Op-Ed: It's time for the Obama administration to come clean on potential national monument
OP-ED COLUMN: "It's time for the Obama administration to come clean on potential national monument"
by Rep. Greg Walden
We don’t need a presidential declaration locking up more of our public lands and choking our local ranch economy.
We’ve seen this movie before. A lame duck president uses the Antiquities Act to declare huge swaths of public lands off limits so he can have an environmental legacy. Right up until the night before he declared the Grand Staircase Escalante a national monument, the Clinton White House told the Utah congressional delegation no such plans were in the works. And in his final month in office, President Clinton declared seven national monuments.
I fear the Obama administration — urged on by outside interests groups and wealthy corporations seeking a marketing niche — is up to the same “dark-of-night” declaration on the Owyhee River canyon in Eastern Oregon.
Last Thursday night, in Adrian (population 177), more than 500 people turned out to a public meeting organized by state Rep. Cliff Bentz to voice their deep concerns about this possibility. Extra chairs had to be brought in to the local gymnasium, and people were still standing in the aisles.
One person who wasn’t there? Secretary of the Interior Sally Jewell. Although I called on her or a senior representative to attend the meeting, no senior members of the administration attended.
If they had, they would have heard a message loud and clear: Residents of Eastern Oregon don’t want another “Washington, D.C. knows best” federal designation that would further destroy our way of life.
Yet, despite this public outcry, I believe the administration is playing hide the ball from the public. The Obama administration needs to come clean about what is has planned for these millions of acres of land in Eastern Oregon.
Those of us familiar with Eastern Oregon know that the Owyhee River canyon in Malheur County is home to some of the most beautiful landscapes in the country. We also know that these lands are an important part of the economic base for Malheur County, which generates more than $370 million annually in agriculture business according to Oregon State University, of which $134 million comes from cattle.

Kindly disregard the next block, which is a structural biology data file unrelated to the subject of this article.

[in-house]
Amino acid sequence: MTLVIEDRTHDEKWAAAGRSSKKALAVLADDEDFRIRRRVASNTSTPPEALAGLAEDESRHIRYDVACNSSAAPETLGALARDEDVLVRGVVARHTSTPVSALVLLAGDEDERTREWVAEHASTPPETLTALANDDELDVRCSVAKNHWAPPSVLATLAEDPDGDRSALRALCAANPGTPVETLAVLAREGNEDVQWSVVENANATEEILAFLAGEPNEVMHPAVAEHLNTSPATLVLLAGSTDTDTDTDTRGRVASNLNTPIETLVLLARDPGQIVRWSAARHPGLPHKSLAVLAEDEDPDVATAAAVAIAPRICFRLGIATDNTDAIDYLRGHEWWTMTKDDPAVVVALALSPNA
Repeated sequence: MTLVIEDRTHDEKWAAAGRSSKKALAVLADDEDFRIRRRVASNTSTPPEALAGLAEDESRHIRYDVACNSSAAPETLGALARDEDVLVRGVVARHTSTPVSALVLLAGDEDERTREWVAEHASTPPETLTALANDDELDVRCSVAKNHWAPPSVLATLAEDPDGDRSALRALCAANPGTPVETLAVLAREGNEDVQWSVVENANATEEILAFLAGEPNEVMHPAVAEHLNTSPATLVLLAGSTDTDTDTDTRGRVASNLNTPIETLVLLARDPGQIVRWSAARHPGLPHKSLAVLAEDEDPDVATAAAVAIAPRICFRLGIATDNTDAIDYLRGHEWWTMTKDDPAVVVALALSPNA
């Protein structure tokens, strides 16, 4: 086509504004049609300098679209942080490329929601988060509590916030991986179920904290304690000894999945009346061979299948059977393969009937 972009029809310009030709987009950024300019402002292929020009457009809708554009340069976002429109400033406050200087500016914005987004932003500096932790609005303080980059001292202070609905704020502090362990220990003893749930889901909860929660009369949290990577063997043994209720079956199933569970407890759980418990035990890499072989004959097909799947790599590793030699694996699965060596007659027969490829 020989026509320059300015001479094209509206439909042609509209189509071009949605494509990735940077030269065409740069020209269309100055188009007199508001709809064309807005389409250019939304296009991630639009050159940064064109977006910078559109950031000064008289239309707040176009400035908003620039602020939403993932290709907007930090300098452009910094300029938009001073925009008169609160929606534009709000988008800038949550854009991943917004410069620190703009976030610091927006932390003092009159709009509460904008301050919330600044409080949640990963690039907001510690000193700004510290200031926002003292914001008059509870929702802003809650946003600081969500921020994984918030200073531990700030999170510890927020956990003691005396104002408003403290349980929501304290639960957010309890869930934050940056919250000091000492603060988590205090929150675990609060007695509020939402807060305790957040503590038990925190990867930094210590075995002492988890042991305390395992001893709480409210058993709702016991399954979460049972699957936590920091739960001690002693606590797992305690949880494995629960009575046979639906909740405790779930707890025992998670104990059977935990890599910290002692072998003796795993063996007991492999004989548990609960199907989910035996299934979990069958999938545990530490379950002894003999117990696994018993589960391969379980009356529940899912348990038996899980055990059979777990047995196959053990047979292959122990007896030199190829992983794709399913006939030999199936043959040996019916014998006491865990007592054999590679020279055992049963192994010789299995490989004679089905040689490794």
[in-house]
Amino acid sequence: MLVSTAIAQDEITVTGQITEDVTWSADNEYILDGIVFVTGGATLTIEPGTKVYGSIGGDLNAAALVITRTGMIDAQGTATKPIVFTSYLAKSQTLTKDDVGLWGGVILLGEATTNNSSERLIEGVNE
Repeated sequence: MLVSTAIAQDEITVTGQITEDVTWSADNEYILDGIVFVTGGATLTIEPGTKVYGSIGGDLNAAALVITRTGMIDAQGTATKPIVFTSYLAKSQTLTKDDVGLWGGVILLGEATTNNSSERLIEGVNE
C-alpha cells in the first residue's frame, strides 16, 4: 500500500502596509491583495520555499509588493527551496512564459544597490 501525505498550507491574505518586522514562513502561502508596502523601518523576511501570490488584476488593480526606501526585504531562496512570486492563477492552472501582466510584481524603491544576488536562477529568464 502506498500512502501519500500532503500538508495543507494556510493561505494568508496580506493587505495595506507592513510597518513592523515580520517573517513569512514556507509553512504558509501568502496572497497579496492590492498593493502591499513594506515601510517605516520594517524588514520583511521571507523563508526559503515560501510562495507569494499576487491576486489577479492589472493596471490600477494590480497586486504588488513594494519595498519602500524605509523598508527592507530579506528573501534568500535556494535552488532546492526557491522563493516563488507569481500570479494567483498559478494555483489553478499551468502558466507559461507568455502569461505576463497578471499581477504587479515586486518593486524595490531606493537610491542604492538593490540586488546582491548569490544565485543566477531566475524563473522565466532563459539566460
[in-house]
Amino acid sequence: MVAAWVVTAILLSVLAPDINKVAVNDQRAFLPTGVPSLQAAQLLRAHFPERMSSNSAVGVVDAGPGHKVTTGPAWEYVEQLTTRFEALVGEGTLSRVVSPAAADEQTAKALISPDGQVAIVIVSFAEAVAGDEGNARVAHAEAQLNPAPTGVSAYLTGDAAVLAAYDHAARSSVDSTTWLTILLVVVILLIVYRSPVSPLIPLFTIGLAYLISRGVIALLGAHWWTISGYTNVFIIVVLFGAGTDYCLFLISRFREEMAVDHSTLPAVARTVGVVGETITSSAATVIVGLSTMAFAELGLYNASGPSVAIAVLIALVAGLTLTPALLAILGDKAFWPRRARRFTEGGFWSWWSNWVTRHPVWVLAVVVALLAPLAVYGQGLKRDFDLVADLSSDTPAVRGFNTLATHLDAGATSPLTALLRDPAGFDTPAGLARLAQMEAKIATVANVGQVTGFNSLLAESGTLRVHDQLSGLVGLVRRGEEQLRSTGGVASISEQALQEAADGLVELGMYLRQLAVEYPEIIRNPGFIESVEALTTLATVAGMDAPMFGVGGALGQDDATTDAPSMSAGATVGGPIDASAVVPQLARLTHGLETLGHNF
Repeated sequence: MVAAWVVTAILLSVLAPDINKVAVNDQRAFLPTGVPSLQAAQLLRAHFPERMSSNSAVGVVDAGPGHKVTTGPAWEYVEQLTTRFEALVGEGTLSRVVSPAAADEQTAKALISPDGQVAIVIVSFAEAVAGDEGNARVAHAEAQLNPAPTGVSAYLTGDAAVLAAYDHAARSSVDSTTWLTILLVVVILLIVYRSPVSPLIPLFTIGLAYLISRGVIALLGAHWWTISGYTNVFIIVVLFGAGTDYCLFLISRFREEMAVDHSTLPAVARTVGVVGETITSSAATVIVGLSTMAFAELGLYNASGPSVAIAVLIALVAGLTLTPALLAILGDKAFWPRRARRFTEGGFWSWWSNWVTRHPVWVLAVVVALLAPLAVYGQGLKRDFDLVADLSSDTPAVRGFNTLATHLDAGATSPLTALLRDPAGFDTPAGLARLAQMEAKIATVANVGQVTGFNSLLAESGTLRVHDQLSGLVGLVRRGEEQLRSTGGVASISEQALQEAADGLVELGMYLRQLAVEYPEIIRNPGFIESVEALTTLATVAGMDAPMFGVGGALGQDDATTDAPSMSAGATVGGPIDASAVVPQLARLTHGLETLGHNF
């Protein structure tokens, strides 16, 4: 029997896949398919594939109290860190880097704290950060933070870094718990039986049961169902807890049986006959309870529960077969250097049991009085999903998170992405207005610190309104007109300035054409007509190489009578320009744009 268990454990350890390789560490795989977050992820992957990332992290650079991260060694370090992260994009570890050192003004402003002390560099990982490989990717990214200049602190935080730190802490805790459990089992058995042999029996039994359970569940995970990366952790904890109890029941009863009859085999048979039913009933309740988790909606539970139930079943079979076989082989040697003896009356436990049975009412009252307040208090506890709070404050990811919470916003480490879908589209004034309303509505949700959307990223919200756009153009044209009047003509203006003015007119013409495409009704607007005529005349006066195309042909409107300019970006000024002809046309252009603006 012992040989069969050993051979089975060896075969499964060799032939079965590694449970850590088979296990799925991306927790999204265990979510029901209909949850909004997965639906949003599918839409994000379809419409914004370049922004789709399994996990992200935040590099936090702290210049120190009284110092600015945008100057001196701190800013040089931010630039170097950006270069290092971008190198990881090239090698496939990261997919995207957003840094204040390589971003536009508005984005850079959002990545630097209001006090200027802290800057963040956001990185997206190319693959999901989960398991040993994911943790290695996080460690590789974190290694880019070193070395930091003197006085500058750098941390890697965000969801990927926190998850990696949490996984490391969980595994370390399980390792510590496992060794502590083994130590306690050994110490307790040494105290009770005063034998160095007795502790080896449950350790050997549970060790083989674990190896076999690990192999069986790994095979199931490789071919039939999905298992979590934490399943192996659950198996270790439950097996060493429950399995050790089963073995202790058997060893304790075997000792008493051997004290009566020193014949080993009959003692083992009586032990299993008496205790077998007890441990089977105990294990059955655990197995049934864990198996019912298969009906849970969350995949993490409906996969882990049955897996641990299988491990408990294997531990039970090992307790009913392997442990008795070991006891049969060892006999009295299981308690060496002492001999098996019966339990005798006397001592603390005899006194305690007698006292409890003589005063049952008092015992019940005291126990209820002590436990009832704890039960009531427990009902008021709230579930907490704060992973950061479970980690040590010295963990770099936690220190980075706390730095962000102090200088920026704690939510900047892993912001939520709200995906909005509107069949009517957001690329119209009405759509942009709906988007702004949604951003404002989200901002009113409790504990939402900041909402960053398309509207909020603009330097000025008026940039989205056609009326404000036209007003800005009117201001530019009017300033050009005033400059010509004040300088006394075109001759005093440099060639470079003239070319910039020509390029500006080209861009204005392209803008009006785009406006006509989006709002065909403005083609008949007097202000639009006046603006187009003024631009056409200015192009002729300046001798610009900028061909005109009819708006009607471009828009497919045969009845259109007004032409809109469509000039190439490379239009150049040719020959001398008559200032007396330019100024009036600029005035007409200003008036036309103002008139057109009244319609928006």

The Bureau of Land Management and other federal agencies manage 4.5 million acres, or 73 percent of the land in the county, making public lands grazing an integral part of most local family ranch operations, many of whom have cared for this high desert country since the 1860s. For generations, these local families have been good stewards of the lands. They’ve worked cooperatively and collaboratively with federal agencies to manage these lands with an eye towards the long-term viability of the range and their family’s livelihood.
Much like thinning an overstocked forest, grazing helps reduce the amount of fuel available to large rangeland fires that threaten watersheds and sage grouse habitat in the arid climates of southeastern Oregon. When fires do start, the volunteers in the Rural Fire Protection Association are positioned to respond promptly and are highly effective, thanks to their intimate knowledge of local terrain and weather.
Over the years, these ranchers have developed springs and other water sources that have supported their cattle, but also countless numbers of wildlife that share the range. The latter benefit has been particularly valuable during recent droughts.
In towns like Adrian and Jordan Valley, ranching is the base of the community. Whether through hiring employees, or buying needed supplies for the ranch or their family, they are injecting money into the local community.
A monument designation larger than the states of Rhode Island and Connecticut would greatly restrict or eliminate grazing and other productive uses of the land. It will shake the foundation of these communities and cause harmful economic impacts to the county and the surrounding region.
I’ve worked with my colleagues in the House to include language in the funding bill for the Department of Interior prohibiting the creation of this national monument. Our farmers, ranchers and rural communities are most affected by the decisions made on public lands. I will continue to work to return the focus on locally driven management efforts, and stop these unilateral actions that lock up our public lands and negatively impact our communities.
The Obama administration has done enough damage to the West through their overzealous regulations. We don’t need a presidential declaration locking up more of our public lands and choking our local ranch economy.